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|aggregated lymphoid nodules|
Cross section of ileum with a Peyer's patch circled.
|Latin||noduli lymphoidei aggregati|
Peyer's patches (or aggregated lymphoid nodules, or occasionally PP for brevity) are organized lymphoid nodules, named after the 17th-century Swiss anatomist Johann Conrad Peyer. They are aggregations of lymphoid tissue that are usually found in the lowest portion of the small intestine, the ileum, in humans; as such, they differentiate the ileum from the duodenum and jejunum. The duodenum can be identified by Brunner's glands. The jejunum has neither Brunner's glands nor Peyer's Patches.
Location and appearance
Peyer's patches are observable as elongated thickenings of the intestinal epithelium measuring a few centimeters in length. About 30 are found in humans. Microscopically, Peyer’s patches appear as oval or round lymphoid follicles (similar to lymph nodes) located in the lamina propria layer of the mucosa and extending into the submucosa of the ileum.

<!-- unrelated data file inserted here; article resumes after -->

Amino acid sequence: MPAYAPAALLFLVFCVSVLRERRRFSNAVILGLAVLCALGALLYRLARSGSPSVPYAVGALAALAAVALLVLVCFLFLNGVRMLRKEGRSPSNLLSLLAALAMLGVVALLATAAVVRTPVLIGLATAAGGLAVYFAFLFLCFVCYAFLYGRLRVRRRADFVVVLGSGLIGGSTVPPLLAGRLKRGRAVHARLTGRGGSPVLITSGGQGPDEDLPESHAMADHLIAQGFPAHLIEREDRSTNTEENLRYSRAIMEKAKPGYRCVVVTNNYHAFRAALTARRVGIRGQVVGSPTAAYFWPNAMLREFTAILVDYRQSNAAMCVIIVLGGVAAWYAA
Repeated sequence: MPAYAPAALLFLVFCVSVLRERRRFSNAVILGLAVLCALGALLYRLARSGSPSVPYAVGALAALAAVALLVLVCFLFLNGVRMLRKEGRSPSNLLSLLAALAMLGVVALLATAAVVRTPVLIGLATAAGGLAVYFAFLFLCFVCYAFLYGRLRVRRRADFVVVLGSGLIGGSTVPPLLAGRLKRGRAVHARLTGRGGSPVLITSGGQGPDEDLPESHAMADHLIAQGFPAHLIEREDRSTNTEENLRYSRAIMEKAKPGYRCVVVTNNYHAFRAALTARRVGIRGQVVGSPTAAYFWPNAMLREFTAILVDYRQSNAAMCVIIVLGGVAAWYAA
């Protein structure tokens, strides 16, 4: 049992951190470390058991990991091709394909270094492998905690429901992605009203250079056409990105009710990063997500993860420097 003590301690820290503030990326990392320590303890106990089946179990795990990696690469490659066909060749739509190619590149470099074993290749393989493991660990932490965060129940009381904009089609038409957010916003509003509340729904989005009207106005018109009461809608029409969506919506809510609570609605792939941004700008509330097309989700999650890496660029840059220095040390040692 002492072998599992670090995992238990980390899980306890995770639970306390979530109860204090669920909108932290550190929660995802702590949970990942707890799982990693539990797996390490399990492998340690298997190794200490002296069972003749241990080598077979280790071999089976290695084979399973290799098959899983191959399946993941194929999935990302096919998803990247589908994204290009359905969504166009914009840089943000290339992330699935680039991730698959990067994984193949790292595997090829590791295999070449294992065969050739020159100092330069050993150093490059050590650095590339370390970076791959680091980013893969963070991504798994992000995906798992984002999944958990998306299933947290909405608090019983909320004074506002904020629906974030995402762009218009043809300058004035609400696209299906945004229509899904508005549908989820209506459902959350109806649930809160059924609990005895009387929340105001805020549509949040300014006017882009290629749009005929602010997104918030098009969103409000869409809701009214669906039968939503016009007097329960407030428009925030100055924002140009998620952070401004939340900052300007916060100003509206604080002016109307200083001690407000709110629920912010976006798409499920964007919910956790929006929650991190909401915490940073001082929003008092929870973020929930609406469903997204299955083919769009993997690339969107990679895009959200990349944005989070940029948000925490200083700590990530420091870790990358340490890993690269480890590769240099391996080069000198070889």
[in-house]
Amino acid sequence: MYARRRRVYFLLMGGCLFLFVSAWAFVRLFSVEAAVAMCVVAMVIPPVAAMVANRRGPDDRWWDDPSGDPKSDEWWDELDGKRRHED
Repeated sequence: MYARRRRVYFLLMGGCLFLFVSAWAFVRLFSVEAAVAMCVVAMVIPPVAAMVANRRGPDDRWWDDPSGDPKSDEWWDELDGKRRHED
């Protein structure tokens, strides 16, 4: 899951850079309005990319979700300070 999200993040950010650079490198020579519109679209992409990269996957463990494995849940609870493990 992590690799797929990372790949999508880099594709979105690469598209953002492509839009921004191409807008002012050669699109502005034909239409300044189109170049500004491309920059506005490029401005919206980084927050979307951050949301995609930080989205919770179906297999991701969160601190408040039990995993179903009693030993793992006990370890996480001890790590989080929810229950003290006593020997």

In adults, B lymphocytes are seen to predominate in the follicles' germinal centers. T lymphocytes are found in the zones between follicles.
Because the lumen of the gastrointestinal tract is exposed to the external environment, much of it is populated with potentially pathogenic microorganisms. Peyer's patches thus establish their importance in the immune surveillance of the intestinal lumen and in facilitating the generation of the immune response within the mucosa.
Pathogenic microorganisms and other antigens entering the intestinal tract encounter macrophages, dendritic cells, B-lymphocytes, and T-lymphocytes found in Peyer's patches and other Mucosa Associated Lymphoid Tissue (MALT).
Peyer's patches are covered by a special epithelium that contains specialized cells called microfold cells (M cells) which sample antigen directly from the lumen and deliver it to antigen-presenting cells (located in a unique pocket-like structure on their basolateral side). T cells, B-cells and memory cells are stimulated upon encountering antigen in Peyer's patches. These cells then pass to the mesenteric lymph nodes where the immune response is amplified. Activated lymphocytes pass into the blood stream via the thoracic duct and travel to the gut where they carry out their final effector functions.
Although important in the immune response, excessive growth of lymphoid tissue in Peyer's patches is pathologic, as hypertrophy of Peyer's patches has been closely associated with idiopathic intussusception.
The hypertrophy of Peyer's patches has also been associated with susceptibility to transmissible spongiform encephalopathies (commonly known as prion diseases).
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